Saturday, January 23, 2016

FissureVerse – Five Cards Get Art

Thanks to Helen Norcott & Dreamgazer for the art!

Excursion, Trail of Emptiness, Yellow Fields, Green Pastures
Click to see the lonely vistas up close.
I see a running theme today: all of the cards have at least one person in them, but they all look quite lonely and bleak.

Excursion was a card I've had a hard time finding art for; I've had it as a 'maybe' for dozens of pieces of art so far, but none have ever quite captured what I was going for. Finally, I got a piece that works out well. The initial flavor text was “If you wander, they will follow,” which was a bit of a play on “If you build it, they will come,” but I guess after my last post and having Wanderlust in it, I'm all wandered out. I went for no flavor text on this one because I like the silence of the image alone.

Trail of Emptiness keeps its old flavor text. For a long time, I wanted to keep the great plains look of the placeholder art, with its lone buffalo and half-cloud-covered sky, because Emptiness is very much meant to be a take on Native Americans. But sometimes it's a little too on-the-nose, and this should be fairly sci-fi/fantasy, after all. So I think this new art keeps with the theme of the game far more, and gives off the proper vibe.

I love how Yellow Fields and Green Pastures are so similar in composition, with a lone figure towards the top left, and sweeping plains following; yet the flavor text says the very opposite of both cards. Yellow Fields is an even playing field, while Green Pastures is very unfair, because it's one man by the rock and an army coming for him. I think these two cards really show how Solidity and The Infinite think.

Wedding
Romantic, but chilling.
I like how Wedding follows suit with the locations, being bleak and lonely, despite a wedding being a happy occasion. Wedding is unique in that it's the only Rogation that allows the required number of Crusaders in the Field of Play to be split between all Players. I did this partly for the sake of balance (why would you prevent Crusading if you had four Crusaders yourself?), and partly for thematic reasons: the wedding itself could take place between two members of different factions, or the witnesses could be from different factions. I also kinda like how the Rogation is “Lasting”. So sappy!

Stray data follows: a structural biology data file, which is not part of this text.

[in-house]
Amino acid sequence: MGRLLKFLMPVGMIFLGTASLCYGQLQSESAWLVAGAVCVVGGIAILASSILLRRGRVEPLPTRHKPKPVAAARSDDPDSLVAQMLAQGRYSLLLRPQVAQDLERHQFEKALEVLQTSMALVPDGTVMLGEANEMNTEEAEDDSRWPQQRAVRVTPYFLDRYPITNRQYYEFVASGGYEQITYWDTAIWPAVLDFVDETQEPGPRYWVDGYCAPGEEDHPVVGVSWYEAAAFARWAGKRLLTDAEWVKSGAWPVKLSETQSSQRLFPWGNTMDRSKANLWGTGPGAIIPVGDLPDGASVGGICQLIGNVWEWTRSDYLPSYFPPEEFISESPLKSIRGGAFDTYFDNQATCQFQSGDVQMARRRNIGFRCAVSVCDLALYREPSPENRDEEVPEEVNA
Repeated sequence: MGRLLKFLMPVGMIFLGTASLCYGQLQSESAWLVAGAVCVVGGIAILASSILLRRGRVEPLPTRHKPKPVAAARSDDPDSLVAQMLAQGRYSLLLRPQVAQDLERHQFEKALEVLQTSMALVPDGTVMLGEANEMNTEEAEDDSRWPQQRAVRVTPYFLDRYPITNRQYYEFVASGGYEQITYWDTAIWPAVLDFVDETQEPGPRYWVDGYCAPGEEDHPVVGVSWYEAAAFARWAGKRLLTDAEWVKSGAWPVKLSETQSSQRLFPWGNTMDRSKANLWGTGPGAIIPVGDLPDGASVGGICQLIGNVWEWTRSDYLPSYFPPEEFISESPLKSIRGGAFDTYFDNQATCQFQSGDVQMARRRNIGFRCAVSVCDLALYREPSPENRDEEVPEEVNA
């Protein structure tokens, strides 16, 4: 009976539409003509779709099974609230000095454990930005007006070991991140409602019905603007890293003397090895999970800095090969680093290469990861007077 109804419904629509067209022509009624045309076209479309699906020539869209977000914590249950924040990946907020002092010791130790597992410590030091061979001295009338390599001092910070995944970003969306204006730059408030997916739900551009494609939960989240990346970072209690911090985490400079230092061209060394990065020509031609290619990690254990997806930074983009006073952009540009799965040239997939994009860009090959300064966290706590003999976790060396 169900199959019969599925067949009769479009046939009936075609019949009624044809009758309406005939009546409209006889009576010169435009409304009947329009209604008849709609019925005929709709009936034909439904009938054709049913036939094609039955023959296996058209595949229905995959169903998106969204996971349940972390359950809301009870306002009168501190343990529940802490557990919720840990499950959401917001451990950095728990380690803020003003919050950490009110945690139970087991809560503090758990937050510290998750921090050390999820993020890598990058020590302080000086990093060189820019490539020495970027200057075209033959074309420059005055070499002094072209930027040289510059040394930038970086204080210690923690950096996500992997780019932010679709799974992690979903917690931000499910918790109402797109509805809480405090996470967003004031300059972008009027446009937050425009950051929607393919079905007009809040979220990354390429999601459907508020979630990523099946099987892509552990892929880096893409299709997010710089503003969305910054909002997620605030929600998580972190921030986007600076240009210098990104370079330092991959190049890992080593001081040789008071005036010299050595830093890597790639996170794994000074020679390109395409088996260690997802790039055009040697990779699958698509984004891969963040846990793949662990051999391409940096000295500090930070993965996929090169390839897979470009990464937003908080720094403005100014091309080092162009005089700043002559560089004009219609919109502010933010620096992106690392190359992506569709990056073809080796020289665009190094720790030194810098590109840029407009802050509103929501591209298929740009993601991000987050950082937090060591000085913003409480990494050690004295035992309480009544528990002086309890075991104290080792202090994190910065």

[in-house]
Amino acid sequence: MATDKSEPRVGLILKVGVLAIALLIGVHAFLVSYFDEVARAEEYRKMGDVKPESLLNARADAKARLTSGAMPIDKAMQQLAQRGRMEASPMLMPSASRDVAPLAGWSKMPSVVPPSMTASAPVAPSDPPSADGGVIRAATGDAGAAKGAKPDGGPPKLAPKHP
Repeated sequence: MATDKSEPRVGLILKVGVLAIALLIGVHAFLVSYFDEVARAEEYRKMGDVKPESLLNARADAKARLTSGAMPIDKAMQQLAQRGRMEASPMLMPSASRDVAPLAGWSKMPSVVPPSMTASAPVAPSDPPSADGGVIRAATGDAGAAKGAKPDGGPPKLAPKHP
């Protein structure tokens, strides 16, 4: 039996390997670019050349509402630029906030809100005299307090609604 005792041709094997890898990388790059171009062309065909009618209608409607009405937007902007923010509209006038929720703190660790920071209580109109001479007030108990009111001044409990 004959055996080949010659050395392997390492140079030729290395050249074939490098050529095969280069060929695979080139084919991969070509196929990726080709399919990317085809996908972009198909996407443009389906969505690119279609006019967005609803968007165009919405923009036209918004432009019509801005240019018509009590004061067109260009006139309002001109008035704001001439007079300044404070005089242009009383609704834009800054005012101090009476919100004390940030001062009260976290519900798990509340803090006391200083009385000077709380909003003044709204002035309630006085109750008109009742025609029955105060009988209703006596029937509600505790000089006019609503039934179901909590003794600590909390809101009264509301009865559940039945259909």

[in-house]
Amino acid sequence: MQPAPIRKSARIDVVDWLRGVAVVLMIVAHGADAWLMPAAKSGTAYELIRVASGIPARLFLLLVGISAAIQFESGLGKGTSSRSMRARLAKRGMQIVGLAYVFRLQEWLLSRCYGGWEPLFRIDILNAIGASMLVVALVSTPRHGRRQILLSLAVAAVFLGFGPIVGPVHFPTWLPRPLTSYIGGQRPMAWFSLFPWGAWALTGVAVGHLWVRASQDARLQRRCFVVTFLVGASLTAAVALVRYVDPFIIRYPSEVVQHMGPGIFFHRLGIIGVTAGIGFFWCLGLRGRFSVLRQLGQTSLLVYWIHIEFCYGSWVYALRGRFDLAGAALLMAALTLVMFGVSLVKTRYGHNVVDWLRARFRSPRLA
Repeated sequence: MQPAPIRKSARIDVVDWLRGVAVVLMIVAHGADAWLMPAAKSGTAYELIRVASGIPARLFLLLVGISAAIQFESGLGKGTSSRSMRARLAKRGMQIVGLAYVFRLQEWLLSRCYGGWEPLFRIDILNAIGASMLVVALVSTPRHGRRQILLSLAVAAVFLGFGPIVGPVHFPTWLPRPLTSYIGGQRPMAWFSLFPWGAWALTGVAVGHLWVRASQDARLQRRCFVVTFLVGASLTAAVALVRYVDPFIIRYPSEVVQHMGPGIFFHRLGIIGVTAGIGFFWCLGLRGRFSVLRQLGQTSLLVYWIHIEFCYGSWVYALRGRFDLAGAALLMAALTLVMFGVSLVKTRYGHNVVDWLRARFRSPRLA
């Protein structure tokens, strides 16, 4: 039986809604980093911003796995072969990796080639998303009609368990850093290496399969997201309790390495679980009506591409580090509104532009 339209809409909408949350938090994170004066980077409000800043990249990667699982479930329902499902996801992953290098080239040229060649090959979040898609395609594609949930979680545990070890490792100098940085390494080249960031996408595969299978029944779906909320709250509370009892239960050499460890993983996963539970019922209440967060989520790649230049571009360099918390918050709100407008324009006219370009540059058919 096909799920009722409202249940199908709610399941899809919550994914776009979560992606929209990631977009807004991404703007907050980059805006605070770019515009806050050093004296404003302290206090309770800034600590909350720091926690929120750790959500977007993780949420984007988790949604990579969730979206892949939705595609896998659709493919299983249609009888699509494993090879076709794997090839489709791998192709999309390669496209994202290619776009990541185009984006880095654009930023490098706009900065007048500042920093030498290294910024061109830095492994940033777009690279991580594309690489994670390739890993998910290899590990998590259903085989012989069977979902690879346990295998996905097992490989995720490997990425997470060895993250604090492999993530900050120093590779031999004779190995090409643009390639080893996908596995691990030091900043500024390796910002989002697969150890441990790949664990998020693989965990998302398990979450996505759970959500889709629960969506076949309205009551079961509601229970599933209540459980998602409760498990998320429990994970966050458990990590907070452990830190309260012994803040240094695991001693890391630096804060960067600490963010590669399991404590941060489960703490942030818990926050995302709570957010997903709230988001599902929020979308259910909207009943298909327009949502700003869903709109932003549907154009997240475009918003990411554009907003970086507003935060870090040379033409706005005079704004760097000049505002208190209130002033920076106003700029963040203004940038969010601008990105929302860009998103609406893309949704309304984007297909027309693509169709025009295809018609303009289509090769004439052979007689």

I've also edited the instructions a little, to clarify the rules a little be more, and I've reduced the term “Field of Play” to just “Field”. The newest version of the instructions can be found on the FissureVerse Google Drive.  I also went through and fixed a few cards that said "Field of Play" on them to be consistent.

Tuesday, January 19, 2016

FissureVerse: Vermin, Wanderlust, Eclipse

Thanks to Theresa A Shultz and Olli Siponkoski for their art!

Vermin, Wanderlust
Vermin and Wanderlust.  Click to see big!
I'd been looking for more big scary creatures for the Noise, and this one was so big it can't even fit in the picture space. Now that I think about it, the Noise as a faction doesn't just represent its bloodthirsty religion, but includes all viciously instinctual creatures. I would doubt this sandworm would think of itself as religious, if it can even think.

With Wanderlust, the flavor text seemed naturally to be “Not all who wander are lost ~Tolkien” but I decided it would be too obvious. Instead, I decided to try to reach for something that captured the theme of FissureVerse itself more.

Eclipse
Eclipse also gets a refresh.
I decided I needed to replace the art from Eclipse because the previous artist seemed to have dropped off the face of the earth. They deleted their DeviantArt page, so I could no longer provide a link to their work, and nothing turned up when I searched their username.*

This game will take ages to complete, so it probably wouldn't be worth it to go replacing art every time an artist disappears (thankfully it's only happened this once so far), but if it happens and I happen to find great replacement art, like this time, I'll pop the new art in.

Next Log: Five cards get art...

*Edit: Somehow Esherymack (the original artist for Eclipse) has reappeared. I'm going to have to see about fixing that...

Monday, November 23, 2015